KLM Case Study

Transaction Services
KLM: SSC fast-tracks efficiency gains
from SEPA
KLM Royal Dutch Airlines is a worldwide company based
in the Netherlands.
The Challenge
When the banking industry began
planning the Single Euro Payments
Area (SEPA), KLM decided it wanted
to be an early adopter. SEPA creates
a Europe where payments in euro
— domestic and cross-border — are
made using common payment
instruments and infrastructures,
and take place according to the
same business rules, pricing
structures and technical standards.
The first phase came into effect
in January 2008, with the SEPA
Cards Framework (SCF) and SEPA
Credit Transfers (SCTs). By the end
of 2013, the vast majority of euro
transactions will have migrated from
national schemes to SEPA standards.
“We wanted to start using SEPA
payment instruments as soon as
they became available, as they are
more efficient than national ones,”
says David van Mechelen, a Senior
Manager in KLM’s Treasury and
Corporate Finance department.
“The fact that KLM is active in so
many European countries made
it obvious there were big benefits
to be had from harmonizing
payments and collections.”
This objective presented two key
challenges: first, for KLM’s global
payment factory to adopt the SCT
as soon as it became available
in January 2008; second, to
change the payment format to the
XML standard used by SEPA.
The Solution
KLM was already a long-standing
Citi client, and the two had
worked together to create the
global payment factory several
years earlier, which had brought
with it significant efficiencies.
It was therefore a relatively
straightforward matter for the
two organisations to cooperate to
make all the changes necessary
for KLM’s payment factory to
operate to SEPA standards, but it
required thorough preparation.
“For a company, implementing
SEPA is heavily IT-driven, so you
need to work closely with the
internal people responsible for the
software in the payment factory
and the IT team in the transaction
bank,” says van Mechelen. The
work involved creating new security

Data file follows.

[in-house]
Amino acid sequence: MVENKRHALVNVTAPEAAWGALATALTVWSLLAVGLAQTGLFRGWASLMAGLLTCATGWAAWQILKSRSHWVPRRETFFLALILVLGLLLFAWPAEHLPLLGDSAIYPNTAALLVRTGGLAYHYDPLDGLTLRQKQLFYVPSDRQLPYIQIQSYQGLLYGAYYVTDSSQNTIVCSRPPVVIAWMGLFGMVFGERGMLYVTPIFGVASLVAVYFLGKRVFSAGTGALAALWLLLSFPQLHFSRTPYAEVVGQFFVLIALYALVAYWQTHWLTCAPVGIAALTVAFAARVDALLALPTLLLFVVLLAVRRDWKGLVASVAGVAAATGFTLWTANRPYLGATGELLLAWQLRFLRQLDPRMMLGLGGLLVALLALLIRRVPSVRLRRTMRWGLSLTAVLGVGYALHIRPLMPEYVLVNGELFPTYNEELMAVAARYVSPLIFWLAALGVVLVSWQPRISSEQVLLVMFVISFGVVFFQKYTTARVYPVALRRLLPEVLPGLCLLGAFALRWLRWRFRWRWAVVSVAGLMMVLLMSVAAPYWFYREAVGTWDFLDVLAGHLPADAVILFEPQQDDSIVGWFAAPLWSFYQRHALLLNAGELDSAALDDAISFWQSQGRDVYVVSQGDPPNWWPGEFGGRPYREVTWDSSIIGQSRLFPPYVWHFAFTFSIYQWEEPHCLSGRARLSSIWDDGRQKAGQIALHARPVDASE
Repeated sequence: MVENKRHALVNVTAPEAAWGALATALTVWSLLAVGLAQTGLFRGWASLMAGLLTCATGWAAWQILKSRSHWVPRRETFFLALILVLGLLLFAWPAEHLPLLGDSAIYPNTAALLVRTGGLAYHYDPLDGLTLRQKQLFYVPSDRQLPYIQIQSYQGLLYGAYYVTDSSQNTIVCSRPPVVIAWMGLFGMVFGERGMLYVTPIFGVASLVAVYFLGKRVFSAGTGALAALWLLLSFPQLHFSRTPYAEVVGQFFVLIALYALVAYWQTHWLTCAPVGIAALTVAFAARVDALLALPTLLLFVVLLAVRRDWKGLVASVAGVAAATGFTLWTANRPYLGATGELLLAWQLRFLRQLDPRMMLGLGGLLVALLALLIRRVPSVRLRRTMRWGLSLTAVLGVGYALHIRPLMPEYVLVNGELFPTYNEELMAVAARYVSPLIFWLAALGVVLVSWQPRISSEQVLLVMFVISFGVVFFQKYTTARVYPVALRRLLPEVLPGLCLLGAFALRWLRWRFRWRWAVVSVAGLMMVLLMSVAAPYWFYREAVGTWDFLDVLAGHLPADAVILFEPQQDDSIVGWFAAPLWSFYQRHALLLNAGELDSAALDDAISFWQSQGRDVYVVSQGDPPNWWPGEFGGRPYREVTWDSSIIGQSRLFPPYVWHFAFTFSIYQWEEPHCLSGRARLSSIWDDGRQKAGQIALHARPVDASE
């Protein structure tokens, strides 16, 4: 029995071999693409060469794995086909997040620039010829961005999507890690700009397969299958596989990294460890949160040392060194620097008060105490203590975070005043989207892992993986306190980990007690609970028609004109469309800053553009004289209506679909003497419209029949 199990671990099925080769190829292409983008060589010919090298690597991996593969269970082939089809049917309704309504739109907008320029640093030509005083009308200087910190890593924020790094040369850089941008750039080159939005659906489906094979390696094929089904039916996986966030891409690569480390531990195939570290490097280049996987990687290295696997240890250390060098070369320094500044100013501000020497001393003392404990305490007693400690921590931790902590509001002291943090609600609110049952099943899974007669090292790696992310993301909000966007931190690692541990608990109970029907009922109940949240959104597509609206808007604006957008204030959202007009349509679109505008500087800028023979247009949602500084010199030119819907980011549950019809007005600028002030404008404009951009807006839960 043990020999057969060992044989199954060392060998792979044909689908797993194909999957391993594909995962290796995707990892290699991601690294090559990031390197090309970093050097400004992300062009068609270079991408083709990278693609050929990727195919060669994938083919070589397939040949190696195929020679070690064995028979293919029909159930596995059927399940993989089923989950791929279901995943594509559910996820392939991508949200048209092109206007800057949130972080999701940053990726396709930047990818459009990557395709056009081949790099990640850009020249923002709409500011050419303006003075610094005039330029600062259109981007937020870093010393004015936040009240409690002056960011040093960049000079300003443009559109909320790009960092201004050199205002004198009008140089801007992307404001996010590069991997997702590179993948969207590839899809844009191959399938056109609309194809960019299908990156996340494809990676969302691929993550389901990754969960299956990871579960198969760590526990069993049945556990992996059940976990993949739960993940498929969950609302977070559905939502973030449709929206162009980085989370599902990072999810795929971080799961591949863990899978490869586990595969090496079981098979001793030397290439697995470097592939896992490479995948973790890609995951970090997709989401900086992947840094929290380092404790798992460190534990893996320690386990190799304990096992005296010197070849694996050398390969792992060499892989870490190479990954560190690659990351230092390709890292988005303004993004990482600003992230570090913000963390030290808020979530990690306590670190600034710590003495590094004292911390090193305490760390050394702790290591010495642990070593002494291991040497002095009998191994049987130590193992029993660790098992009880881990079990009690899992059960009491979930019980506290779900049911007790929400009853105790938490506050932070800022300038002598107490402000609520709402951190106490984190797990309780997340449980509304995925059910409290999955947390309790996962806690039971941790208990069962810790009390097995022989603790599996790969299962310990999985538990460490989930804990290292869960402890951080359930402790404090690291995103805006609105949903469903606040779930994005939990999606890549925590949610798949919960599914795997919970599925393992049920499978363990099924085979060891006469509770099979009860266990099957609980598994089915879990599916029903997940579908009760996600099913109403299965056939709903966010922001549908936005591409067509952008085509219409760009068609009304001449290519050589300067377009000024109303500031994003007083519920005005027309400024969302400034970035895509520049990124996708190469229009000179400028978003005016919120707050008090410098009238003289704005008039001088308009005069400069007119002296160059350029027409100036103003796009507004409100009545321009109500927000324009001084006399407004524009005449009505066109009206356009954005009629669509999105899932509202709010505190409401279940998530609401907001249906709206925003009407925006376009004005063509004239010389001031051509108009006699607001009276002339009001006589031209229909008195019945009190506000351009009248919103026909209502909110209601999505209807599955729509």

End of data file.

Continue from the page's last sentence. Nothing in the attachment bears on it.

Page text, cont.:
standards, new connectivity checks,
implementing procedures for SEPA
collecting and validating BICs
(Bank Identifier Codes) and IBANs
(International Bank Account Numbers)
from payees, and much more.
As for switching to the XML standard,
the two organisations’ IT teams
Transaction Services
created a workable format and then
ran a small pilot to test it. Once that
proved a success, they rolled out the
XML format and the SCT in all 22
SEPA countries where Citi provided
KLM with transaction services.
The Result
KLM has made significant external
and internal cost savings in its euro
payments. The external savings have
come from the fact that SCT rates
are lower than domestic ACH credit
transfer rates, and from the ability
that SEPA offers to reduce the
number of bank accounts it holds.
The internal savings are even
greater and come in several areas.
“First, thanks to the SEPA pilot,
which forced us to review all the
processes from receiving the invoice
to making the payment in each
country, we identified and acted on
a number of inefficiencies,” says
van Mechelen. “Second, we now get
a better insight into the volumes
and costs of the transactional
services we use. As one of the
consequences of this, KLM replaced
more expensive payment types with
cheaper ones where possible.”
cash-management banks. It’s an
easy standard to use and it gives
better control in routing payments.
A fourth internal cost saving
has been made in back-office
administration. With the reduction
in the number of bank accounts,
there has been a corresponding
reduction in the need for monitoring,
reporting and reconciliation.
This case study was written shortly
after the SCT introduction.
A third internal cost saving has
come through standardization,
especially the XML messaging
standard that the SCT uses and
that KLM now uses with its three
Transaction Services
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